The report indicates that in 2012/13, the Employment Tribunal received on average 48,000 new claims per quarter. Figures for July to September 2014 show that there were 13,612 new claims.
The stats can be viewed here:-
(See Annex C, page 33 to 37 of the report using the numbering at the bottom of the page)
This will add further weight to the growing pressure on the Government to reform the Tribunal fees system.
The Government introduced the Tribunal fee system on 31 July 2013. This was partly designed to curb the number of spurious claims. It also saved you and me money as taxpayers by helping to make the system partly self funding. However, the number of claims have plummuted since its introduction denying access to justice for many employees who have valid claims.
It is desirable that employers should not be faced with the cost, in terms of time and expense, of facing claims which have no merit and are merely brought because the claimant knows that they have nothing to lose (as was the case before the fees were introduced). However, it is also important that claimants are not deterred from pursuing legitimate complaints.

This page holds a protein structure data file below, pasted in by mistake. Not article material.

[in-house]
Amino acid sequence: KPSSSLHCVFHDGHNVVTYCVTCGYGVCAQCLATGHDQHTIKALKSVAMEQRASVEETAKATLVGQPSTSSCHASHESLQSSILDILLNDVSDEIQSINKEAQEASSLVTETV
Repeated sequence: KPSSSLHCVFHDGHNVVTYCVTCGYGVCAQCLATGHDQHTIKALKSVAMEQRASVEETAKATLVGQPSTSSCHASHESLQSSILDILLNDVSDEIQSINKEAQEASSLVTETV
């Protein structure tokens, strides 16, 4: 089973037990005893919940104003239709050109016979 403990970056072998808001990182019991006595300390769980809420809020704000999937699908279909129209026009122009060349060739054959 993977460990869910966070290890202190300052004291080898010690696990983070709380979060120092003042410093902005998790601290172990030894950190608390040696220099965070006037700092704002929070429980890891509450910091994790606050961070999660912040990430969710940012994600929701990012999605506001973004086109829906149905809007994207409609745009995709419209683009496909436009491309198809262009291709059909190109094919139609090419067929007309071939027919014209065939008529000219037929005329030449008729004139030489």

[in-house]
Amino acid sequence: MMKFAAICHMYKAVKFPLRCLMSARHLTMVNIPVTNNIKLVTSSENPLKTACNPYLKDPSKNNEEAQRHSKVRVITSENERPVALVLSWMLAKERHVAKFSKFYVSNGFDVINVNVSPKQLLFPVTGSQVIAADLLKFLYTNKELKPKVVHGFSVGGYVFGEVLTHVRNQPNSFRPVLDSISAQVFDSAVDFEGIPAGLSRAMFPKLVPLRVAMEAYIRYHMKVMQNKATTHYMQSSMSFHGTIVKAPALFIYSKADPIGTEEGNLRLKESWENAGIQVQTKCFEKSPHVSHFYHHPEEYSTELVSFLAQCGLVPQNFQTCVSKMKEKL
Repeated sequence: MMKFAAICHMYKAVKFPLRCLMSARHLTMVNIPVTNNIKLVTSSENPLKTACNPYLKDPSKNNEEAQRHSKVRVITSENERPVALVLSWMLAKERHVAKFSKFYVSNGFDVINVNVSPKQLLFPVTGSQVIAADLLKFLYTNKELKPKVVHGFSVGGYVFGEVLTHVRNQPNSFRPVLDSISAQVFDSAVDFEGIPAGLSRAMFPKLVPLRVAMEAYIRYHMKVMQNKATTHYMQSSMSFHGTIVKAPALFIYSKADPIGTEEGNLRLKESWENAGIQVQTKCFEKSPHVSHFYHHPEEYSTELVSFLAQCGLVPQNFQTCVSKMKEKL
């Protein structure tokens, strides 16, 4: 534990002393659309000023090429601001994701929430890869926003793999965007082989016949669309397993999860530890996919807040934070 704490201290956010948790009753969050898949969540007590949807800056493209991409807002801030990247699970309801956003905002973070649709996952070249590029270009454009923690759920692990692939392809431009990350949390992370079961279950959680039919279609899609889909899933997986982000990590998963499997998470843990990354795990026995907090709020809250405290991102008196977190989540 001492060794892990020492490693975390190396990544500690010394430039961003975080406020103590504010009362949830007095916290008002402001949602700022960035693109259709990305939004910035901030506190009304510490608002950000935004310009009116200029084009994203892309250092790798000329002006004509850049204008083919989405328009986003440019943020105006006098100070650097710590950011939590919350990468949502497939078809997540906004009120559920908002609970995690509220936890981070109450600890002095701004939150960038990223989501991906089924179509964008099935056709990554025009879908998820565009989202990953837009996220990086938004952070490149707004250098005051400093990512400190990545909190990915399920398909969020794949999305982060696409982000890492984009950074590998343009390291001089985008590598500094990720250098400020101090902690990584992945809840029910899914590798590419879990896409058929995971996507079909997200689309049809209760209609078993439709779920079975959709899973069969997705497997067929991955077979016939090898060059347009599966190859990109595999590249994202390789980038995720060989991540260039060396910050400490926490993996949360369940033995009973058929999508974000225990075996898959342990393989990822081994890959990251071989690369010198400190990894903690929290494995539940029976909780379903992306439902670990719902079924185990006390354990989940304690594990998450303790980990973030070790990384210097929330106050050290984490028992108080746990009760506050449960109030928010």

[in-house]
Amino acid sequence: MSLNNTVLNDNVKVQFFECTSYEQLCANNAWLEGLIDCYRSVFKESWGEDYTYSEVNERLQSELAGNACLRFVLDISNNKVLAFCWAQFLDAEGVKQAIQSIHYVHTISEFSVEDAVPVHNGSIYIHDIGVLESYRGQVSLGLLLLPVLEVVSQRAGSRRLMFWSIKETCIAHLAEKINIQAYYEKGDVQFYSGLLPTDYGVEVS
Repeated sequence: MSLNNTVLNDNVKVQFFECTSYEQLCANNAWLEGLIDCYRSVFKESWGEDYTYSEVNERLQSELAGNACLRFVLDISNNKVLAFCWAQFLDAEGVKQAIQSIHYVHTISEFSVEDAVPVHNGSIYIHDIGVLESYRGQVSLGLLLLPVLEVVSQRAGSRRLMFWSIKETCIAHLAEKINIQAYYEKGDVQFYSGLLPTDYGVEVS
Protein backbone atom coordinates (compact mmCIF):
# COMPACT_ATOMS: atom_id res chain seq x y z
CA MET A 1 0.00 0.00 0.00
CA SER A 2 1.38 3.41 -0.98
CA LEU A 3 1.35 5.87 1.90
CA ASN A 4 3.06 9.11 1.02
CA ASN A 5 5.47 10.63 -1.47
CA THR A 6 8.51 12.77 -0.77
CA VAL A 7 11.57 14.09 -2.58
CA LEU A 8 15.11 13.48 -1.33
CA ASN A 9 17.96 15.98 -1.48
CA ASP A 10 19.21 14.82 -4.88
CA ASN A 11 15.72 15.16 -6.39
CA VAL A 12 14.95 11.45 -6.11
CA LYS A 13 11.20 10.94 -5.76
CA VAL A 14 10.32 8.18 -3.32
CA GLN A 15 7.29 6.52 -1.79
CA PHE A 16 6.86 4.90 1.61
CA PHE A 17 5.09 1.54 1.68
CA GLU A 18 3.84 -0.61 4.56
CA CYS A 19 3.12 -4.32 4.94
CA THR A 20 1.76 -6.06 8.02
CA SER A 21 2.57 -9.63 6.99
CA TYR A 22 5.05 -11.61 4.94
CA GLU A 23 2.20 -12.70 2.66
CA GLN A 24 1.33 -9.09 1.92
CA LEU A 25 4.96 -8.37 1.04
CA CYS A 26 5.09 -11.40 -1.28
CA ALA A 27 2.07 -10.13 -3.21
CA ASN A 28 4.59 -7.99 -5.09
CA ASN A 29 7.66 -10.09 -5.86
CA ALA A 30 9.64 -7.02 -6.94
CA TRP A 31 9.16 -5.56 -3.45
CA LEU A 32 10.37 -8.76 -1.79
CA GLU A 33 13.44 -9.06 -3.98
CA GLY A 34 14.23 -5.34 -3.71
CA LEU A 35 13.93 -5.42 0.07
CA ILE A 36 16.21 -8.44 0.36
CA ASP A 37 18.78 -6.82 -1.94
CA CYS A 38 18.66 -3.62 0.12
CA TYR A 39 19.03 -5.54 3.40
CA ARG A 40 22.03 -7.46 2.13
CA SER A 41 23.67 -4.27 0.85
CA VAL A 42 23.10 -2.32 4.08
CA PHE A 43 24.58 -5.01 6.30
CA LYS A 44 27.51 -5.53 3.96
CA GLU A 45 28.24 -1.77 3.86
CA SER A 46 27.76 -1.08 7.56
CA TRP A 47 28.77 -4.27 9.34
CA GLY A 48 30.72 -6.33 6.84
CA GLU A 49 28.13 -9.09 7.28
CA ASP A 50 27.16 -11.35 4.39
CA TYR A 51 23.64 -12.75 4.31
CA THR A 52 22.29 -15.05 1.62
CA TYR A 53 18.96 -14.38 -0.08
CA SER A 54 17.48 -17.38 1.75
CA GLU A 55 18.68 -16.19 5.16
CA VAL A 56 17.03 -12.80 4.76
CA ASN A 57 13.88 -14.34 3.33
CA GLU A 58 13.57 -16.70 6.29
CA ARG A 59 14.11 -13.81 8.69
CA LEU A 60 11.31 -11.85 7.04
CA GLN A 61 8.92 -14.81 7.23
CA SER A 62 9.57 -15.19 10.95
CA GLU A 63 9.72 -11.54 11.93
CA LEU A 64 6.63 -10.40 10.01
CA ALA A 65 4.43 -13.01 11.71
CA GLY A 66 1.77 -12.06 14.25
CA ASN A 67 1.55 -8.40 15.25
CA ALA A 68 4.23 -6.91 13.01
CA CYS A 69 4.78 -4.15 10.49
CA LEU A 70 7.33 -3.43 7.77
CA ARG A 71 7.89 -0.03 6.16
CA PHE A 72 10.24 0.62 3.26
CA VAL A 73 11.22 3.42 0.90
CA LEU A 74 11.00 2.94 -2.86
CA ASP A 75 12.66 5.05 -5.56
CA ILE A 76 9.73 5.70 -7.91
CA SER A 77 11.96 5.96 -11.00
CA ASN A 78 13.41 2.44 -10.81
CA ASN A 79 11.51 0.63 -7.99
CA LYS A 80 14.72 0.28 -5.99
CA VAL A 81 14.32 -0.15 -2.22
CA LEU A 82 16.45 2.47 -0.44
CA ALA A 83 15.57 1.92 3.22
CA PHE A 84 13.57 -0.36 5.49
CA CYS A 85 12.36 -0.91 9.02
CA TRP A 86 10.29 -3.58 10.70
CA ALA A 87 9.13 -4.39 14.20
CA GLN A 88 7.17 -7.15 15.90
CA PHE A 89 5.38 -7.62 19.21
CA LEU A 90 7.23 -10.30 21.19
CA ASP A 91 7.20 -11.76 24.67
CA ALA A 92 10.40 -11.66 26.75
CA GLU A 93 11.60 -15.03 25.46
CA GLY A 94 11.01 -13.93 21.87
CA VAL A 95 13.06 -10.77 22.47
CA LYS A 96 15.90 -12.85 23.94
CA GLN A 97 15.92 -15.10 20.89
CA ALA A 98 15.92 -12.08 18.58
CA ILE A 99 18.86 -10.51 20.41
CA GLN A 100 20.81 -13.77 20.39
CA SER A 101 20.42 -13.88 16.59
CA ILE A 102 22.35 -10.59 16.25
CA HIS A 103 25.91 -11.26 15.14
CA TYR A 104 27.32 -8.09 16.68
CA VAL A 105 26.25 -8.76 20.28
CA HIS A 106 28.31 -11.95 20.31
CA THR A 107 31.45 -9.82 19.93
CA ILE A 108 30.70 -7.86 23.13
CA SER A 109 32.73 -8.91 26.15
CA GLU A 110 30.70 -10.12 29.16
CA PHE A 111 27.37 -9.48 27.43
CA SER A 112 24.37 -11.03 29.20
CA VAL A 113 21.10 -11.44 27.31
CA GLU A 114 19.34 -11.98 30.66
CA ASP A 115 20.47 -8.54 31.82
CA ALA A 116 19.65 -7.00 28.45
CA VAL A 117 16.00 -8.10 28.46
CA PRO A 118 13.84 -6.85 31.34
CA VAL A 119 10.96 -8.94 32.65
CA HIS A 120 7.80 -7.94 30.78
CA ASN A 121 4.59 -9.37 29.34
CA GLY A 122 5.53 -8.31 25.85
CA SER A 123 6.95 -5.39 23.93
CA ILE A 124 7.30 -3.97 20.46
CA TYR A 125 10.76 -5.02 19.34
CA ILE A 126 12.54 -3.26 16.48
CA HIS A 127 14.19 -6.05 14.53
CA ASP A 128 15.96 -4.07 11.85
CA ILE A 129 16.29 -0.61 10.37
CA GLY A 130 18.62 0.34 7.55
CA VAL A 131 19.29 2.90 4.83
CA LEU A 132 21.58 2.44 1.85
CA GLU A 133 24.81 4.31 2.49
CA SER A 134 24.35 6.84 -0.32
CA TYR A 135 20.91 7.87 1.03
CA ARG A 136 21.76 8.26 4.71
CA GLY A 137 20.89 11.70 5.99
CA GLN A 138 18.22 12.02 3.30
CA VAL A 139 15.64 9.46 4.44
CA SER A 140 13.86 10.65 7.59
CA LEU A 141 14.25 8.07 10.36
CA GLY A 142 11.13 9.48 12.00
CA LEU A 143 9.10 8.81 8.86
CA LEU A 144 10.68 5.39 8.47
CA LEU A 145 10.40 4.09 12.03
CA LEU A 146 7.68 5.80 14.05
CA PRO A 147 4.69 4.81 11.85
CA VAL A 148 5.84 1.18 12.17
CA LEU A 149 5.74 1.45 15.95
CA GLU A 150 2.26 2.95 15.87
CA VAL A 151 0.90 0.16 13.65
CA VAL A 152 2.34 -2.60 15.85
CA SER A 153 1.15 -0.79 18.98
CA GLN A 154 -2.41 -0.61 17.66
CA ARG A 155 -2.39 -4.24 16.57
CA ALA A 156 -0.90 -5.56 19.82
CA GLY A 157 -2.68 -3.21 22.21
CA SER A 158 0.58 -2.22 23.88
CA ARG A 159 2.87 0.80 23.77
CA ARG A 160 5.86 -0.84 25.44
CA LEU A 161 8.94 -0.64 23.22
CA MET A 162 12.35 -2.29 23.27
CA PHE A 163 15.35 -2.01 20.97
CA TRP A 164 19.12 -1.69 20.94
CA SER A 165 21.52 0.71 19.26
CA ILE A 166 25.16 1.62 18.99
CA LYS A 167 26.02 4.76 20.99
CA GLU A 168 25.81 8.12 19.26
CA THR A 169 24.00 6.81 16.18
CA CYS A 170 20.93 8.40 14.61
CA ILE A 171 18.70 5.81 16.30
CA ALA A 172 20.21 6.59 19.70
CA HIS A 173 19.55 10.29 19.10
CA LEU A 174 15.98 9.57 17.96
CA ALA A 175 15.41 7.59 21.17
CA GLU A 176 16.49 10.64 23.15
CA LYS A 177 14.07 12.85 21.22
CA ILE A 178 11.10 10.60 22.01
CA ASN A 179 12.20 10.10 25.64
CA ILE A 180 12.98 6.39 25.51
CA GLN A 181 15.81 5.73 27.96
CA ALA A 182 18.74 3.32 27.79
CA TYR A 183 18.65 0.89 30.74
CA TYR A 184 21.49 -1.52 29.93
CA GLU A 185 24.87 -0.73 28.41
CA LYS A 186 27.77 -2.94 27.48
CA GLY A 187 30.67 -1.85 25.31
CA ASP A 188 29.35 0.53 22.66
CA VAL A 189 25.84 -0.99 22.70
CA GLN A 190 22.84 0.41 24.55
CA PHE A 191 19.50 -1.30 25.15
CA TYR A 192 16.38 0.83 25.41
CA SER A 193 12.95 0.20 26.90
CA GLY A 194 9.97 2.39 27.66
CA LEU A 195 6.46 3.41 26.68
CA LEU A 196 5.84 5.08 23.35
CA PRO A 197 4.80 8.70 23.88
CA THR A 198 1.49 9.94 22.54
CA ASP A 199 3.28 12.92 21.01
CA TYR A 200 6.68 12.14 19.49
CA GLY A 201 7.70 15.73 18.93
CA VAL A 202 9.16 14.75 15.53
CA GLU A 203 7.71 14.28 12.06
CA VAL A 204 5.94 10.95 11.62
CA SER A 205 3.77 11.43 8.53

A decision in Unison's second judicial review challenging the fee regime is expected over the next few weeks.
It is worth noting that the Smith Commission reforms included proposals to reform powers over the management and operation of all reserved tribunals. The Scottish Government have previously made clear their opposition to Tribunal fees. This suggests that we could end up with a situation where there are no fees for claims in Scotland but fees where the claim is raised in England & Wales.